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  1. NDQuattro's Avatar
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    #1

    a Mister Brown

    Hello there. Let me admit you guys are the best. Thanks for all you're doing.

    When I came home my mother told me that Mr.Brown had called.
    When I came home my mother told me that a Mr.Brown had called.
    I want to ask you about this article. I guess it's wrong to use it when we have "Mister" but we can use it when we have just "a Brown" (as some member of Browns family). Am I right? If so, what if the Browns is a gay family?

    Thanks

  2. Barb_D's Avatar
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    #2

    Re: a Mister Brown

    This question comes up a lot. I wish I knew how to search for it so I could just point you to another thread.

    We use "a" before a proper noun to mean "some person by this name who was unknown to me."

    If you and your mother know Mr. Brown, then the first is right.
    If a man called for you and said "Please let him know that Mr. Brown called" and your mother did not know him, then the second sentence is right.

    You need to leave a space after your punctuation marks. And before anyone else says it, I understand in the UK, the period after Mr., Dr. Mrs., etc. is not used as often, but they are absolutely required in the US.
    Last edited by emsr2d2; 26-Jul-2014 at 00:12. Reason: correction of typos
    I'm not a teacher, but I write for a living. Please don't ask me about 2nd conditionals, but I'm a safe bet for what reads well in (American) English.

  3. emsr2d2's Avatar
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    #3

    Re: a Mister Brown

    What on earth does the possibility of Mr Brown being gay have to do with it?
    Remember - if you don't use correct capitalisation, punctuation and spacing, anything you write will be incorrect.

  4. NDQuattro's Avatar
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    #4

    Re: a Mister Brown

    Quote Originally Posted by emsr2d2 View Post
    What on earth does the possibility of Mr Brown being gay have to do with it?
    I assumed it could be appropriate to consider family as an assosiation which includes just one Mister and one Missis. But yeah, that's probably wrong..

    Barb_D, that's clarifying enough, thank you very much dear.

  5. emsr2d2's Avatar
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    #5

    Re: a Mister Brown

    It is certainly not appropriate these days to assume that a "family" is one man, one woman and one or more children. In any event, even if Mr Brown were gay, he would still be called Mr Brown.
    Remember - if you don't use correct capitalisation, punctuation and spacing, anything you write will be incorrect.

  6. Barb_D's Avatar
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    #6

    Re: a Mister Brown

    Please do not address me as "dear."
    I'm not a teacher, but I write for a living. Please don't ask me about 2nd conditionals, but I'm a safe bet for what reads well in (American) English.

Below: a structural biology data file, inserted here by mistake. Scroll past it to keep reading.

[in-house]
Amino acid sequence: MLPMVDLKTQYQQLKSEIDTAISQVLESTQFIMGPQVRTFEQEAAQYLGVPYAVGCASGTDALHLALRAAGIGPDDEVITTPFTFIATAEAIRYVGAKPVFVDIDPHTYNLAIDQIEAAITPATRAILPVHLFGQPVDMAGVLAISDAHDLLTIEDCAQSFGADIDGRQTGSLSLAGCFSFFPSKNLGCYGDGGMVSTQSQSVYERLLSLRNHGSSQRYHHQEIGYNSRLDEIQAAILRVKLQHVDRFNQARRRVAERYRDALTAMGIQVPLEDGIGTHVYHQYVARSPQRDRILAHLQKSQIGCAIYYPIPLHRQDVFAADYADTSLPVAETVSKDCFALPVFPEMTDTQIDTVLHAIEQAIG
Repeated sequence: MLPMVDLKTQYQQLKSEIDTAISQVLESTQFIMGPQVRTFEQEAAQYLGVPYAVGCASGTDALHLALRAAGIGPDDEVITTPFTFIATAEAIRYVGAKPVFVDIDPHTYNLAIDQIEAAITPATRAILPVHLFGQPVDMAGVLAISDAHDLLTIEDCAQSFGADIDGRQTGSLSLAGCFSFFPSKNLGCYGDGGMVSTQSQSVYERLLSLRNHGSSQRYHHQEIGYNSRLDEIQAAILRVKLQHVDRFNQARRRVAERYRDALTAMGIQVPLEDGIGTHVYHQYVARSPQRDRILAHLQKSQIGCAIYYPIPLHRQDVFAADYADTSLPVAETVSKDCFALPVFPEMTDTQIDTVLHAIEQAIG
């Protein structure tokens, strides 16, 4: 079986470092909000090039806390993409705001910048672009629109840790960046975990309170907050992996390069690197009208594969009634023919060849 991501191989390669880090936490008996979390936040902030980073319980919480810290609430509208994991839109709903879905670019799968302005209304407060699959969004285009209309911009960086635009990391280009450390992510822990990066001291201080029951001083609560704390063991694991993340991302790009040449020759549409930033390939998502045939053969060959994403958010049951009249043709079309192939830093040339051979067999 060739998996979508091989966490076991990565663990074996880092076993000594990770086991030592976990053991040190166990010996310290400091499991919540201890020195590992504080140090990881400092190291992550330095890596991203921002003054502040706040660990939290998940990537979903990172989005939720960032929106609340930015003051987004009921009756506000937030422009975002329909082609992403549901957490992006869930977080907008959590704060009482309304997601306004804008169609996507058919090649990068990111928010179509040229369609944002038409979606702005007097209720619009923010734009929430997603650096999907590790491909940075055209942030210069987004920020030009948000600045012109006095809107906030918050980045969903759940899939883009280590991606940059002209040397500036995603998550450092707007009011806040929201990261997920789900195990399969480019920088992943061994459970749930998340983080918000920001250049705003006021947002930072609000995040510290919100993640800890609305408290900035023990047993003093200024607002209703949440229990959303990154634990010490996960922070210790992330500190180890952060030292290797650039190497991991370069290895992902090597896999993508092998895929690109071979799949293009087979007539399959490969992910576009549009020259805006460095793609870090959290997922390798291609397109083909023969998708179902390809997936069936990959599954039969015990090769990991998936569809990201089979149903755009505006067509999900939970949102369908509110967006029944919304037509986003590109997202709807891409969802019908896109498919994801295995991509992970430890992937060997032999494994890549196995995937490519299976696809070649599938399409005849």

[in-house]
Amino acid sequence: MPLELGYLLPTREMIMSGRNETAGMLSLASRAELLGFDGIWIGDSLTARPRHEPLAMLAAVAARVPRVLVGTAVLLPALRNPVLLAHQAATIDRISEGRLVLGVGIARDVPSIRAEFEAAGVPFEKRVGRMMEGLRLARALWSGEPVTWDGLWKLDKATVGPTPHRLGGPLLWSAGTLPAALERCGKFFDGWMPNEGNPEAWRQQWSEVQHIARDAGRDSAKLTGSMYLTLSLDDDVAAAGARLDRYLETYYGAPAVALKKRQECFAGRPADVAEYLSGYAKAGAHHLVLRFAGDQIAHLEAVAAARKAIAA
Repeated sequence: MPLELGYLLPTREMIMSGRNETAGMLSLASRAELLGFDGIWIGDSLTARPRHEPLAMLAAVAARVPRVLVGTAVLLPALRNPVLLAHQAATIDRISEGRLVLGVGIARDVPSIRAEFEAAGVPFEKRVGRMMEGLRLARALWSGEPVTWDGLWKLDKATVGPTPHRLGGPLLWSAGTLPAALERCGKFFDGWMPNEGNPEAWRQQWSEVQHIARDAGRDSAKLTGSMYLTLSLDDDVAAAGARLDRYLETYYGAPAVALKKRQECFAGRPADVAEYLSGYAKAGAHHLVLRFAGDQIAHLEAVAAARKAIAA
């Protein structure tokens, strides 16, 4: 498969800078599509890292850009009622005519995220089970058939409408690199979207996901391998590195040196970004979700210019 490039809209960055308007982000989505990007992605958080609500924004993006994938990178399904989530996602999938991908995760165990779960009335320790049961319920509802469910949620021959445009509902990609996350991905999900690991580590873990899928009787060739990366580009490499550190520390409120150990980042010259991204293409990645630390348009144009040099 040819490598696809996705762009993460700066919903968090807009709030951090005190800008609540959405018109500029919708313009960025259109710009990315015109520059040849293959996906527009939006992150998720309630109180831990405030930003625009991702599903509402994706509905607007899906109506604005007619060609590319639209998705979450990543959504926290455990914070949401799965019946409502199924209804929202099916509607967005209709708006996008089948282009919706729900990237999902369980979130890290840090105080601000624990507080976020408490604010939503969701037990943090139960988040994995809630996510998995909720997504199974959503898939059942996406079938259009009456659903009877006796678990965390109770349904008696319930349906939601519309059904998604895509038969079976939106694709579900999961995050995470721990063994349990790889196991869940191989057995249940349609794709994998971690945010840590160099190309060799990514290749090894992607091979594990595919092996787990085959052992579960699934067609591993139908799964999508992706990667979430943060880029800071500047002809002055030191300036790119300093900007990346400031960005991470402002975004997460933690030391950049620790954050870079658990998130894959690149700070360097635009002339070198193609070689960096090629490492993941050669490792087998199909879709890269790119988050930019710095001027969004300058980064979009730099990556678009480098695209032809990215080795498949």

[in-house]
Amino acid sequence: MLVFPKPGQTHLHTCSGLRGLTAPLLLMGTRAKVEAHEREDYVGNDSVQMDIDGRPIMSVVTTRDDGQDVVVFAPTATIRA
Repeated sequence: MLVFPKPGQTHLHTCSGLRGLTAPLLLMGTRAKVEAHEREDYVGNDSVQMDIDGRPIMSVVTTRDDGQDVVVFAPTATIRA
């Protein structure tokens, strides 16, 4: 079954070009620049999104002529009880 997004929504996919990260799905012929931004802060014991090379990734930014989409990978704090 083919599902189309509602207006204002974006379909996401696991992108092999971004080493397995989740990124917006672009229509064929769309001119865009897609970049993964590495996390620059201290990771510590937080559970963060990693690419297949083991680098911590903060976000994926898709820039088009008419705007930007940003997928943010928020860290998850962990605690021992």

7. NDQuattro's Avatar
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    #7

    Re: a Mister Brown

    Quote Originally Posted by Barb_D View Post
    Please do not address me as "dear."
    Ok, I see and I beg your pardon.
    May I ask you, in this respect, if there is any difference between just "dear" and "dear teacher"(or "dear stranger")? Would I face the same reaction using "darling"?)

  8. emsr2d2's Avatar
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    #8

    Re: a Mister Brown

    Unless you are starting a letter, there is no need for "Dear" at all. There is certainly no need for "Darling" on these forums. That is reserved for family and your loved ones.

    We simply address each other using our usernames here.
    Remember - if you don't use correct capitalisation, punctuation and spacing, anything you write will be incorrect.

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    #9

    Re: a Mister Brown

    NDQuattro, it's enough to use someone's username. Dear + name is used in letters, but that doesn't transfer to forums. Just dear is used as a term of affection, like darling, and is fine between people dating, but I wouldn't use it elsewhere. It's used in some regions in the UK when talking to strangers, but I wouldn't write it. Forums are somewhere between spoken and written English- fairly informal, but not as informal as spoken language. It's a new form of language use and the customs have developed over time. In the past, chatroom language and total informality were common, but over time, people have settled on a midway position.

  9. BobK's Avatar
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    #10

    Re: a Mister Brown

    'Dear' on its own can be used to sound patronizing. Google 'Calm down dear' for examples.

    b

    PS I thought the original commercial would be most readily Googled; but David Cameron's usage is even more notorious.
    Last edited by BobK; 30-Jul-2014 at 12:37. Reason: Added PS

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